After having a wonderful time, making new friends, and exploring Seattle last October, I decided to once again make the trek back this year for the second Geek Girl Con. I wasn’t the only one returning to GGC, the delightful ladies of Bioware joined me as well. This year there were two panels, the first of which was a presentation on the life cycle of a level. Moderated by Jessica Merizan, panelists included, Mary Kirby (writer), Raylene Deck (level designer), Sarah Hayward (cinematic designer), Karin Weekes (senior editor), and Melanie Fleming (localization producer).
I can confidently tell you that Quantum Conundrum is a whip-smart and extremely clever first person puzzle solving action-adventure through the mansion of one Professor Fitz Quandrangle. But first, some ground rules: I’m going to write this entire article without mentioning Portal, I think that’s fair. Now, let’s
dive dimensional-shift into the fun.
Personally, I love these puzzling adventures — I had no idea what I was getting into at PAX East, when I was simply invited to “sit down and start playing.” Needless to say, I was plesantly surprised as my mind went into overdrive to unravel the challenges set out before me. It’s in these instances I channel my inner puzzle-solver, from Lemmings to Worms, Braid to Zak and Wiki. Nothing is real, everything is permitted, embrace eternity! and so on. Away we go….
…so what do we have here… physics… yes, physics! Got it. And um, quick… you need to be quick, but sometimes slow… very slow. Hrrmmm, and what does this button do… ah yes, now I can see how the pieces fit (Tool reference intended). And if this battery goes here, then I can… yes, now I can get make it to the doorway….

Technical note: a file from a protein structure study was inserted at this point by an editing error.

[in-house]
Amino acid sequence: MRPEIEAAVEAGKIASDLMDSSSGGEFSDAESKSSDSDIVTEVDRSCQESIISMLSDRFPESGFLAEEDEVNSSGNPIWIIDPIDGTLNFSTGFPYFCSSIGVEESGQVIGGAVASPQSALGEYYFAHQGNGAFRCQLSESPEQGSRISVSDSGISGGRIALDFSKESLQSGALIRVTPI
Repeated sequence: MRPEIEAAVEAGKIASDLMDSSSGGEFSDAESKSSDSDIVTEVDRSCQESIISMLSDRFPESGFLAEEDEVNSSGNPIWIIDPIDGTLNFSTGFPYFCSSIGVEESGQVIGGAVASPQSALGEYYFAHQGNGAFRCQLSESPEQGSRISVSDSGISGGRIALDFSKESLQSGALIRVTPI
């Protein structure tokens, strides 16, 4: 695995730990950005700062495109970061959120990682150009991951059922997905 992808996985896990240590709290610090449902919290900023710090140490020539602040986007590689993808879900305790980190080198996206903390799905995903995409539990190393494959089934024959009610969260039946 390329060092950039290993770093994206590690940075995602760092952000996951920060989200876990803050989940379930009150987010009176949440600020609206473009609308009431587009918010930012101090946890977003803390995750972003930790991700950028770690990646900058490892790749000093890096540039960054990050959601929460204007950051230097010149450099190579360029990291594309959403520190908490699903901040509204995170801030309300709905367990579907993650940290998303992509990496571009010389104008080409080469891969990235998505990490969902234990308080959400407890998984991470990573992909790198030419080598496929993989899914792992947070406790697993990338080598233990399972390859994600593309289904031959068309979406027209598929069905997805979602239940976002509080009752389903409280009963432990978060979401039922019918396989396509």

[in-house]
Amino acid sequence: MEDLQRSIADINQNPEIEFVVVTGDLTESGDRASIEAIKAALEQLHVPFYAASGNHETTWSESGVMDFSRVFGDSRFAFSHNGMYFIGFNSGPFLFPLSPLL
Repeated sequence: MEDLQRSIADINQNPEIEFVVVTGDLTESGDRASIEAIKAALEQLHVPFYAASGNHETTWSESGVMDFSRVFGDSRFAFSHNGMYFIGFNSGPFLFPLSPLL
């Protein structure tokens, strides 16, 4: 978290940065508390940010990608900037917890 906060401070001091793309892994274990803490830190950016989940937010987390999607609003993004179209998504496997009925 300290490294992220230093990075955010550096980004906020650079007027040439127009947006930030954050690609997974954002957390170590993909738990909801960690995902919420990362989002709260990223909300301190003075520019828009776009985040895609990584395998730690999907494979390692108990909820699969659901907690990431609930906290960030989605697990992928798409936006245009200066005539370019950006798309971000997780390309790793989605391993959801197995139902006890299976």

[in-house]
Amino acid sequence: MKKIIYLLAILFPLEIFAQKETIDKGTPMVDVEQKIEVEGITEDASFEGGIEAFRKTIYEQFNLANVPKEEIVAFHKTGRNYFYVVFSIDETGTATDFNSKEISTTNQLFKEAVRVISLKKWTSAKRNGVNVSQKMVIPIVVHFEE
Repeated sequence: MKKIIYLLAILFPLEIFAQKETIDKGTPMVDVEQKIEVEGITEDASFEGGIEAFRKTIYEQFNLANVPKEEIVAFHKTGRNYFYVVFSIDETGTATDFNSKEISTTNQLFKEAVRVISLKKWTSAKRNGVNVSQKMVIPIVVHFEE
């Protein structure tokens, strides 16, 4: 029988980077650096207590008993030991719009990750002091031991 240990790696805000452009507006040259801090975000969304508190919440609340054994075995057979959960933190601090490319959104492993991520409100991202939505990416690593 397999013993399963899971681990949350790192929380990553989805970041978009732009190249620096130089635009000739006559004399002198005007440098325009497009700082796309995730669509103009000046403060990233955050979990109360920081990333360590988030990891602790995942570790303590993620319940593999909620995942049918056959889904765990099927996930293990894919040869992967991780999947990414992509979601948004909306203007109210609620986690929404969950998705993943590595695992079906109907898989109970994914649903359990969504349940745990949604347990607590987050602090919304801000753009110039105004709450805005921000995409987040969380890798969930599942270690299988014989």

You see, the Professor’s nephew arrives at a situation in which the Professor is no where to be found. You, the nephew, are conveniently armed (pun intended) with the technology to explore and unlock the mansions many mysteries. The Inter-dimensional Shift Device, is the key to unlocking a number of abilities that allow you to progress through the mansion’s rooms. Enter the “fluffy dimension” for instance, and objects become light as air, even the environment transforms into a pillow-y world of softness. Other abilities allow you to slow down time, make objects dense (read: heavy), and even reverse gravity.
In the demonstration, I controlled the “Fluffy Dimension” as well as the “Heavy Dimension”. I’ll make the distinction here of saying that “heavy” implies “density” because making something heavy isn’t always the way to solve a puzzle. For example, fluffy allows you to pick up a heavy item, like a sofa or safe, but the heavy dimension creates rock solid objects that even lasers can’t break. And yes, sometimes you need to plan your moves accordingly and be quick about it. Throw a safe at a window in fluffy dimension and it bounces right off, but switch dimensions at the right time and the window shatters to pieces.
From what I saw, I could immediately see that we were only scratching the surface here. This game requires some puzzle solving skill, attention to detail, some quick hands, a little bit of energon, and a lot of luck. (Okay, those last two were me, but you get the idea). Considering I knew very little about this game walking into the demo, I was completely blown away at the depth and richness of the puzzles played just in the demo. Although it may have already been a known quantity to you, Quantum Conundrum is my PAX East 2012 pick for Surprise Hit.
And if you don’t know, now you know… look Quantum Conundrum from Airtight Games and SquareEnix, downloadable this Summer, 2012.